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Imagine you are traveling back in time to the year 1447. You visit the Royal Mint in the city of Strasbourg, France, to see how coins are made. Molten gold is poured into cylindrical molds. The gold cylinders are removed and cut into blanks. Then an artisan’s die imprints the design onto the soft surface of the gold, and, voilà—a coin is created.
Later that day, you happen to visit a vineyard on the outskirts of the town. Grapes are dumped into huge vats, and a flat, circular board is lowered slowly by a large wooden screw to squeeze all the juice from the fruit.
Both the coin-stamping and wine-making technologies have been around for 1,500 years. When the two were put together, it created one of the most valuable inventions of all time. What is that invention and who invented it?
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If you guessed Johannes Gutenberg’s printing press, you are right.
Innovation and Cosmetics
What does this have to do with the cosmetic industry? At this very moment, thousands of cosmetics with a myriad of applications are available. They are waiting for somebody with a mind like Gutenberg’s to put two or more of them together for the next greatest creation in the cosmetic industry.
Creativity is more than just putting two things together and getting something better. It’s about asking “What if?” constantly and not accepting conventional thinking.
Today’s world markets are flooded with infinite versions of beauty products and services. How do consumers choose among them?
You could say advertising and brand names help consumers to choose. Unfortunately, today’s consumers are skeptical about advertising messages, and although brand names are important, they no longer are enough to sway consumers.
Price and performance alone won’t seduce consumers anymore. Today’s consumers expect suppliers to offer new solutions to existing and future needs. Today’s consumers expect greater value at lower cost.
Greater value at lower cost requires value innovation, which happens when use, price and cost are aligned, and offered in ways that create the customer’s perception of substantial and differentiated benefit. In addition to being the key to growth and profit in every market, value innovation often creates a completely new market segment along the way.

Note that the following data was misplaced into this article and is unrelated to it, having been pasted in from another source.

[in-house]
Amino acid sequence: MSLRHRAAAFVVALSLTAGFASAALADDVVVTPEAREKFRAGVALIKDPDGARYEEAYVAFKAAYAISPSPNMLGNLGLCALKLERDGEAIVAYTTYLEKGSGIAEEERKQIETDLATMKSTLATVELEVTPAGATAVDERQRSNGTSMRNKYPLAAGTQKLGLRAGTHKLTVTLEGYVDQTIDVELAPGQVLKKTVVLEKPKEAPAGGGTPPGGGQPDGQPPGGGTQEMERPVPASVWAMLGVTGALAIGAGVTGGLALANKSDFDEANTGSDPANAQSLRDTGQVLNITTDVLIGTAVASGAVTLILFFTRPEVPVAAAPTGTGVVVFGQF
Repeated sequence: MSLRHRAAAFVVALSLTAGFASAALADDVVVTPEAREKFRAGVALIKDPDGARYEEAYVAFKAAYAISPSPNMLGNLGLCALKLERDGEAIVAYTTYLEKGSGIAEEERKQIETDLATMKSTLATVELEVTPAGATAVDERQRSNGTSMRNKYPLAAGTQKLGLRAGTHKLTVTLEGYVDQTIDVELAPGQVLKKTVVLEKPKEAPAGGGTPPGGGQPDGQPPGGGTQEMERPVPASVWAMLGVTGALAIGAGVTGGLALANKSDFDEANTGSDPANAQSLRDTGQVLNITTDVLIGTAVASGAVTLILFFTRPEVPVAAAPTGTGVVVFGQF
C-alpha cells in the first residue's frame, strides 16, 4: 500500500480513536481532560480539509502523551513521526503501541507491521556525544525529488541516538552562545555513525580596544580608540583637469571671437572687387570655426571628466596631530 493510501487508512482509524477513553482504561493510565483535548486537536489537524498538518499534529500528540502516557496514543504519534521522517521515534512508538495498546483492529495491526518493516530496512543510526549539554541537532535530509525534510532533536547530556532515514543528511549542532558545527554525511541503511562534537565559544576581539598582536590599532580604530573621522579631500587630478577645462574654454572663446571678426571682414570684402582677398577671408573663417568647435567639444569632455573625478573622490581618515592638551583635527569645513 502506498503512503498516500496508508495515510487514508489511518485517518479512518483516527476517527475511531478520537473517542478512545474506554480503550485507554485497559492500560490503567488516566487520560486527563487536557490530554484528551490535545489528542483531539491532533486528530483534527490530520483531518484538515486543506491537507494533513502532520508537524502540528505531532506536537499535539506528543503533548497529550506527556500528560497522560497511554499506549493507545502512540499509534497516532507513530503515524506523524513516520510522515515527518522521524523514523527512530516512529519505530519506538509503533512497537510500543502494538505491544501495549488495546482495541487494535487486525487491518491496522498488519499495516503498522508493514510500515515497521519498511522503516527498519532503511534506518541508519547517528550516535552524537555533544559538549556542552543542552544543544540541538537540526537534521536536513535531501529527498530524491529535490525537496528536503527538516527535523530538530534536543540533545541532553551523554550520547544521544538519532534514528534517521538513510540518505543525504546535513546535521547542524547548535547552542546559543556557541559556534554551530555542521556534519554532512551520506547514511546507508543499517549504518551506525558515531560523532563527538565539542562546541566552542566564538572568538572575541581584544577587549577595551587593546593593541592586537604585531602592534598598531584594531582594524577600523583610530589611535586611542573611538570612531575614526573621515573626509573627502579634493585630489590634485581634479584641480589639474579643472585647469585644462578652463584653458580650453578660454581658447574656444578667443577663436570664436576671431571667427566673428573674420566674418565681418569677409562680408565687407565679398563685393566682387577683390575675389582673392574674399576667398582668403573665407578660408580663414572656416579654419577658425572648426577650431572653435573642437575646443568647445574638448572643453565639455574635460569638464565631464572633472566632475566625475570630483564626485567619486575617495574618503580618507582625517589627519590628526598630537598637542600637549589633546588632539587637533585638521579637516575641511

Thomas Edison said invention was “one percent inspiration and 99 percent perspiration.” Creativity precedes innovation. Creativity is what you think. Innovation is what you do. In today’s cosmetic business, both creativity and innovation are needed, but there also is a need to develop a systematic approach for each.
Time. Do you set aside time to search for creative solutions to consumer needs? It is hard to be creative on demand, but two things happen when the necessary time is devoted for it: first, pressure fires up creative juices; second, you subconsciously keep thinking about the creative challenges. Unorthodoxy. Do you challenge the “articles of faith” of your industry?
Look at nonrelated industries. For example, GE doesn’t sell jet engines, it sells pounds of thrust that its customers want in the first place. In other words, it sells the result, not the means. Customers don’t buy products or services—they buy expectations of desired results. What do you sell to your cosmetic customers—the means, or the end result? Which has more value for the customer?
Are you accepting traditional industry definitions? Why not challenge them instead? For example, packaging is viewed as a means to protect cosmetic products and enhance their appearance. The industry spends billions on packaging that for the most part is thrown away. But, what if it could become part of the end result? The purpose of cosmetics is to beautify. How can packaging contribute value to that end?
Are you adding value at every level of the customer relationship? Why does the customer have to go to a store, or order online or by telephone? Could certain beauty products be sold by vending machines? How about kiosks? Ice cream is sold from trucks that roam neighborhoods. What would be the beauty product equivalent?
Innovation is work. It requires a systematic process that leads to an outcome. The steps of the process can vary, but the one thing that cannot vary is the need for a sense of urgency. How do you create a sense of urgency?
First— set goals. Goals channel energy toward the target. Second—set timelines with each goal. Timelines create a healthy level of pressure that prompts people to act faster.Third—tie the rewards to the outcome. No outcome, no reward. Fourth—frequently remind all involved that time is running out from the minute you set your watch. Fifth—along the way, analyze the existing innovation process looking for ways to create an even faster, better one.
Do you have to be a Gutenberg or an Edison to generate creative ideas? No. You do have to devote the time to creating exciting new ideas. You also need to b e organized. You can have the greatest ideas in the world, but if you don’t have a system for turning them into differentiated products and services that provide greater value, those ideas will fade away to nothing.